Women in Action

Reel Women!

A still from ‘Queen.’   | Photo Credit: Special Arrangement

Simran (2017), a woman-centric film made in India’s mainstream Hindi language, stars Kangana Ranaut, one of the country’s leading actresses. Her performance as Praful Patel garnered critical praise, but the film still flopped at the box office.

It seems the free-spirited, amoral central character was to blame — the audience simply couldn’t relate to a woman who keeps getting into trouble and shows no remorse. Yet in spite of its inane and inconsistent script and character development, it was heartening that a character like Praful Patel (aka Simran) could even be conceived and brought to the screen in popular Hindi cinema.

A few years ago, it would have been hard to imagine such a heroine in a Bollywood film: Simran is transgressive, ambitious, greedy, tempestuous, manipulative, deeply flawed, refreshingly unapologetic and owns up to her addictions, failings and choices on men and drinks — be they good or bad.

She brings to mind the rebellious architecture student Radha in In Which Annie Gives It Those Ones (1989). Played by author-activist Arundhati Roy, who also wrote the screenplay, Radha lives for herself and is accountable only to herself. She, like Simran, is not a role model as are most heroines in Indian cinema. But Radha was created for alternative, experimental cinema; Simran was intended for conventional Bollywood. The film’s attempt to mainstream a rarely seen female disruptiveness is a welcome departure.

During the past few years, Hindi cinema has seen not only the emergence of women-centric films but also an increasing diversity and nuance in portrayals of women, especially compared with male characters. So should we rejoice that these developments are sending a positive message to society and changing our age-old mind sets about women? Not quite.

Popular cinema can never influence or alter society’s attitude towards issues, including gender. The “no means no” dialogue in the 2016 Indian courtroom drama Pink stresses consent in all matters sexual, yet it hardly found an echo in the recent real-life case involving writer and director Mahmood Farooqui. The accusation involved the rape of a U.S. researcher. The accused was acquitted, with the judge pronouncing that “no” from a woman may not always mean a denial of consent — a “feeble no” could, in fact, mean “yes.”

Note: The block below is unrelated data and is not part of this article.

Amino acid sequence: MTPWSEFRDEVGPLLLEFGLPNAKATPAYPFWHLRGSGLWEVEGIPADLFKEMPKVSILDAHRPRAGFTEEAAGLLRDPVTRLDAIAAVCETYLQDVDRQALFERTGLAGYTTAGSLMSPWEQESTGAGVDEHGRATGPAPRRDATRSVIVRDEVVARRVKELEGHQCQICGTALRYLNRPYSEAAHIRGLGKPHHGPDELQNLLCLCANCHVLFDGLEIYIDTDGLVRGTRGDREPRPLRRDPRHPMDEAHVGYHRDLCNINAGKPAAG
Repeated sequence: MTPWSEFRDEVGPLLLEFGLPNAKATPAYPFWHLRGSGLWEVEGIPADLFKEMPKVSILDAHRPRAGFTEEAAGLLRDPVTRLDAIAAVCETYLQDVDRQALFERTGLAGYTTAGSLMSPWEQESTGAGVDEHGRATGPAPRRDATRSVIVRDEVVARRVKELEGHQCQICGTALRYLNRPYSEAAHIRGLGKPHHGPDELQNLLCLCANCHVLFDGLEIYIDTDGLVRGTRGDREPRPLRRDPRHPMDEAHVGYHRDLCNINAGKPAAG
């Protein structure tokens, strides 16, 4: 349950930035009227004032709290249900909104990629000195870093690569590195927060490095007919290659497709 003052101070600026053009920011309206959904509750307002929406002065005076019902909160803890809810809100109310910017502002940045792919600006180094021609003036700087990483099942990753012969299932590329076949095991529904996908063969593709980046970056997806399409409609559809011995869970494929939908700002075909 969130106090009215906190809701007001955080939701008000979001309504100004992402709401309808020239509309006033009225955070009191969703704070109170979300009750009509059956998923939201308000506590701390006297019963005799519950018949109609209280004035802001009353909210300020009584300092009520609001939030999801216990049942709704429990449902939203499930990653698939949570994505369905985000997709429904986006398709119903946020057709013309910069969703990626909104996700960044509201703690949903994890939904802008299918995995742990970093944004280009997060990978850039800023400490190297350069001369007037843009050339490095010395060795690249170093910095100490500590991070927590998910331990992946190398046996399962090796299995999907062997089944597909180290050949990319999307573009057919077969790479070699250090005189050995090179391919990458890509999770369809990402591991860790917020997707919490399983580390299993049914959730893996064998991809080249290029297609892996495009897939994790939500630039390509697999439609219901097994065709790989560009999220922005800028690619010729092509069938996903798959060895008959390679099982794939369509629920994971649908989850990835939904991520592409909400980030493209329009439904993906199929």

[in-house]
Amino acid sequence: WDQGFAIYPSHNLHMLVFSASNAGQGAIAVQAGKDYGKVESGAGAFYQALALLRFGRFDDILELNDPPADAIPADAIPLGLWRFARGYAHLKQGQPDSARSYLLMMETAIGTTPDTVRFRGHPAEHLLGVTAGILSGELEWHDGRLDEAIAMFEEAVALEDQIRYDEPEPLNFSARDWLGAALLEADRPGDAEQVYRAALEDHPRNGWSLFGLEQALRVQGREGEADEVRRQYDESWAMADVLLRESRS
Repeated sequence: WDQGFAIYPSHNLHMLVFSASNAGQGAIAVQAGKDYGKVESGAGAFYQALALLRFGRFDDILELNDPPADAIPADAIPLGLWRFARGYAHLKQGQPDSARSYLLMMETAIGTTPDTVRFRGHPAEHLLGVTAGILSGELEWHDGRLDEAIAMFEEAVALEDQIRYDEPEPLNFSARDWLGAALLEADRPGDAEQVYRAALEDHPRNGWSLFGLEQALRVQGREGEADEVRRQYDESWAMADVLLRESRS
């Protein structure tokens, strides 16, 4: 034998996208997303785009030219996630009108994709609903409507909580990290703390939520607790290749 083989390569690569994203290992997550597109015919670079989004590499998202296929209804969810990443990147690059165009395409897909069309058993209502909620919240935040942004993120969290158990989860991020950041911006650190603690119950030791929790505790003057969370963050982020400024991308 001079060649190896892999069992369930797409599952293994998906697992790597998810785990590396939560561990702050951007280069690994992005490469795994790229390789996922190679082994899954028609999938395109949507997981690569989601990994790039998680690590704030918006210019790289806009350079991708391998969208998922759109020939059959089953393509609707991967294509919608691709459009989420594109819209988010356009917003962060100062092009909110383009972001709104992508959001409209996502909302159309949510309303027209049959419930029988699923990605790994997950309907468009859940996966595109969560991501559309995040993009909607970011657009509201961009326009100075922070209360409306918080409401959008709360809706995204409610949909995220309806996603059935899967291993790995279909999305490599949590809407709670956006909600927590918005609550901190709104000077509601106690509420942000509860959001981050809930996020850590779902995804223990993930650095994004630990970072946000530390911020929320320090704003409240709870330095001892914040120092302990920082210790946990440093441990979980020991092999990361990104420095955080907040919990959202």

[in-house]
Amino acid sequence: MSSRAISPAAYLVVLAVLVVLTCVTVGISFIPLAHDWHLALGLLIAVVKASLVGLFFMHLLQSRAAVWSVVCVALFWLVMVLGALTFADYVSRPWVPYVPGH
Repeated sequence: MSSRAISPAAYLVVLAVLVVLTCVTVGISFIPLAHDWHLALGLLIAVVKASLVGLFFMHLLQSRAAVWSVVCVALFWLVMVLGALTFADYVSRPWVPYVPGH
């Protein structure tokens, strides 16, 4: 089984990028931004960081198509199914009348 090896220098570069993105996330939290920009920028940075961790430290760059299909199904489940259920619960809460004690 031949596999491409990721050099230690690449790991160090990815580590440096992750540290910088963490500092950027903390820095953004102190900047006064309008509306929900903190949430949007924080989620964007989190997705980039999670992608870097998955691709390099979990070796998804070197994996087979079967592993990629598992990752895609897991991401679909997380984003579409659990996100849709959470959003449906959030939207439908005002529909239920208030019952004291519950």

What Indian cinema can do effectively is to reflect society and changing more. The current lot of women’s films may be a drop in the male-dominated Bollywood ocean, but their profusion dates back to the 2012 Nirbhaya rape case [in which a 23-year-old physiotherapy intern died in a gang rape in the capital city of Delhi] and the discourse it sparked. Violence against women captured the nation’s attention and made its way into filmmakers’ imaginations as well.

But it was Queen (2014) that was the real game changer. In this film of self-discovery, the heroine is jilted by her fiancée but decides to take her European honeymoon anyway. By the time she returns to Delhi, she has blossomed from a timid bride-to-be into a self-confident young woman. The low-budget film hit a chord, quickly climbing to the top of the charts.

Since then, other films have featured male superstars fighting for women’s causes, such as Aamir Khan in Dangal (2016), or showing their feminist side, such as Akshay Kumar making rotis (flatbread) for his on-screen wife in Jolly LLB2 (2017).

That said, money in films still seems to follow men. Whether it is good roles and scripts or getting funding for a woman-oriented project or striking a good exhibition deal, the die traditionally have not been loaded in favour of heroines.

But things are slowly changing thanks to a few independent-minded filmmakers, writers and actresses. Kangana and Vidya Balan, for example, won’t play second fiddle to a male lead nor will they agree to merely “dance around trees,” even if this means making fewer films. There are also women directors such as Konkona Sen Sharma who refuse to be put in a “feminist” box. For her debut feature film, A Death In The Gunj (2017), Sen Sharma didn’t tackle predictable women’s issues, preferring instead to look at how patriarchy imposes expectations on men, affecting, constricting and brutalising them.

As in life, for every one step forward in film, there are often two steps backward. The heroine-vamp binary in Indian films may have disappeared, women may not necessarily be reduced to doormats or objects of the male gaze. But old stereotypes also have a way of coming back: Many “woman of substance” roles still mean a narrative of struggles and sacrifices.

On a more optimistic note, the upcoming Indian comedy film Tumhari Sulu, with Vidya Balan in the lead as a housewife by day and radio jockey by night, could give us an all-new endearing, fun-loving, high-spirited heroine. Such roles are just what is needed for a more prosperous future in film, in which female actresses will only make Hindi cinema flourish.

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Printable version | Jul 25, 2021 9:36:05 AM | https://www.thehindu.com/specials/women-in-action/reel-women/article21248612.ece

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